Richard Bensinger

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Richard Bensinger is an author, American labor activist, and labor consultant known for his advocacy of expanded organizing efforts. He is the founder of the Organizing Institute and was the first organizing director of the AFL-CIO.[1] He is currently the acting organizing director for the United Auto Workers union.

Life and career[edit]

After attending the University of Colorado at Boulder, Bensinger began his involvement with labor as a Head factory worker, where he helped organize the plant. After working as a volunteer organizer for the Clothing Workers Union, he became the union's regional director. In 1986 he moved to Washington, D.C. to found the Organizing Institute, and in 1994 he became the first person to hold the position of National Organizing Director for the AFL-CIO.[2]

While there, Bensinger emphasized the need for unions to rebuild their shrinking base of popular support, and encouraged locals to put more money in organizing efforts. “Two years ago only 15 local unions out of the thousands in this country had moved 20% of their budgets into organizing. … Today, 150 have,” Fortune magazine reported him as saying shortly before being fired from the AFL-CIO position in 1998.[3]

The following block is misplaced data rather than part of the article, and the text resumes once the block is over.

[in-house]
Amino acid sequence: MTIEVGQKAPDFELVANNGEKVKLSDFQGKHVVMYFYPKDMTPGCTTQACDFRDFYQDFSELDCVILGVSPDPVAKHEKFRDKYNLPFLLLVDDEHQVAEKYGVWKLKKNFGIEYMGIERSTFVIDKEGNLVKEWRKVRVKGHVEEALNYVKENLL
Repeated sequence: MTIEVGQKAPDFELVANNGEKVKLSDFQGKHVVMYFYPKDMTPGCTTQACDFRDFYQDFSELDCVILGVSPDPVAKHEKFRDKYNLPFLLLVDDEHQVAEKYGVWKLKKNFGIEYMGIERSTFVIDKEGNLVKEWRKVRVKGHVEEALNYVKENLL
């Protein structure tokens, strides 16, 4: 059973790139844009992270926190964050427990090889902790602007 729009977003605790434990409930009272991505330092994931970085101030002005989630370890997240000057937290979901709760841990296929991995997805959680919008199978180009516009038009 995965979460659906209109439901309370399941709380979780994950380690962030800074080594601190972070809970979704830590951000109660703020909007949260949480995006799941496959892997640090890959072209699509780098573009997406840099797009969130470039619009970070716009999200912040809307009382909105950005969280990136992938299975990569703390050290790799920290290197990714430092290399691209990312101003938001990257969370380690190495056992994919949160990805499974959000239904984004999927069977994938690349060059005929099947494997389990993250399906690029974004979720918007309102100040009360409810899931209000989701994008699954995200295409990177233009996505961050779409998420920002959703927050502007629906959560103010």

After questioning the labor union’s priorities, Bensinger was removed from his position by then-president of the AFL-CIO John Sweeney, who replaced him with an SEIU career staffer in a move that caused local leaders to question Sweeney’s commitment to the future of organizing.[4]

Bensinger now spends his time consulting for international unions on organizing strategies in the U.S. and Canada, and educating corporations and businesses on ethics in labor relations. He is also the author of Reaching Higher, a guidebook on best organizing practices for non-unionized employees hoping to form a union.[2]

In 2002, Bensinger co-founded the Institute for Employee Choice with Dick Schubert, a former president of Bethlehem Steel. During the political fight over the Employee Free Choice Act, or “card check” legislation, Bensinger and Schubert suggested a third way to conduct elections that relied not on laws passed by the U.S. Congress but on a voluntary code of conduct that would be upheld by both organizers and management. The “Golden Rule” in this code was “Unions and employers need to behave as they would like the other to behave.”[5]

In 2010, United Auto Workers (UAW) president Bob King hired Bensinger to organize Japanese, Korean, and German transplant factories in the United States as part of the UAW's work to increase membership.[6][7]

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